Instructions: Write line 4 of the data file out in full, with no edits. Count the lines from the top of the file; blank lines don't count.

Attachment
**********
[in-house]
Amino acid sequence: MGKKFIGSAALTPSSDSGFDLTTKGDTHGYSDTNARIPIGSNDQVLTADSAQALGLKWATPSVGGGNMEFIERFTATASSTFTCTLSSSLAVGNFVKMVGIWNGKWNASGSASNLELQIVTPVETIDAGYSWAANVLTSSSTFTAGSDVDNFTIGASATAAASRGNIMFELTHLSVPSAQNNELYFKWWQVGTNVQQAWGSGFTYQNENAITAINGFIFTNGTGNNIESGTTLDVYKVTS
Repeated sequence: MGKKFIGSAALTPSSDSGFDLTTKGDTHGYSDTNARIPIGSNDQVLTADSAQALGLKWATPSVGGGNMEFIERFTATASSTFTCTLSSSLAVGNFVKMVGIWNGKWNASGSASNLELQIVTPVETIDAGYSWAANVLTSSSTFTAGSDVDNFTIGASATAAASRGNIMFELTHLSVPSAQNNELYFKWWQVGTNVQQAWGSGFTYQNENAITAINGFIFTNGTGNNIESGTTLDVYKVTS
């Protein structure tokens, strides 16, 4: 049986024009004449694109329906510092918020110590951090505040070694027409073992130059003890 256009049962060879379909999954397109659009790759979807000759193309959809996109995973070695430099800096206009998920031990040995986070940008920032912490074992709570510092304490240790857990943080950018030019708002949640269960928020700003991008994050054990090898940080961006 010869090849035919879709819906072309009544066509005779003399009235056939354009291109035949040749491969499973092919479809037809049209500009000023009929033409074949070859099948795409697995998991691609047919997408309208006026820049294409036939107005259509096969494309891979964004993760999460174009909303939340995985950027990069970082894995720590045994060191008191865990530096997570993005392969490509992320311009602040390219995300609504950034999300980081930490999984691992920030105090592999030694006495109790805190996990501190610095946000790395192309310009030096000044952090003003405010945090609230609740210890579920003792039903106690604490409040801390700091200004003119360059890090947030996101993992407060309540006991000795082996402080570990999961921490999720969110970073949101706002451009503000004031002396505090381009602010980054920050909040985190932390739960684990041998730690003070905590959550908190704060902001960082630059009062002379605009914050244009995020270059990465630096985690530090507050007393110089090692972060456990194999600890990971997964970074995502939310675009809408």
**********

């Protein structure tokens, strides 16, 4: 049986024009004449694109329906510092918020110590951090505040070694027409073992130059003890 256009049962060879379909999954397109659009790759979807000759193309959809996109995973070695430099800096206009998920031990040995986070940008920032912490074992709570510092304490240790857990943080950018030019708002949640269960928020700003991008994050054990090898940080961006 010869090849035919879709819906072309009544066509005779003399009235056939354009291109035949040749491969499973092919479809037809049209500009000023009929033409074949070859099948795409697995998991691609047919997408309208006026820049294409036939107005259509096969494309891979964004993760999460174009909303939340995985950027990069970082894995720590045994060191008191865990530096997570993005392969490509992320311009602040390219995300609504950034999300980081930490999984691992920030105090592999030694006495109790805190996990501190610095946000790395192309310009030096000044952090003003405010945090609230609740210890579920003792039903106690604490409040801390700091200004003119360059890090947030996101993992407060309540006991000795082996402080570990999961921490999720969110970073949101706002451009503000004031002396505090381009602010980054920050909040985190932390739960684990041998730690003070905590959550908190704060902001960082630059009062002379605009914050244009995020270059990465630096985690530090507050007393110089090692972060456990194999600890990971997964970074995502939310675009809408």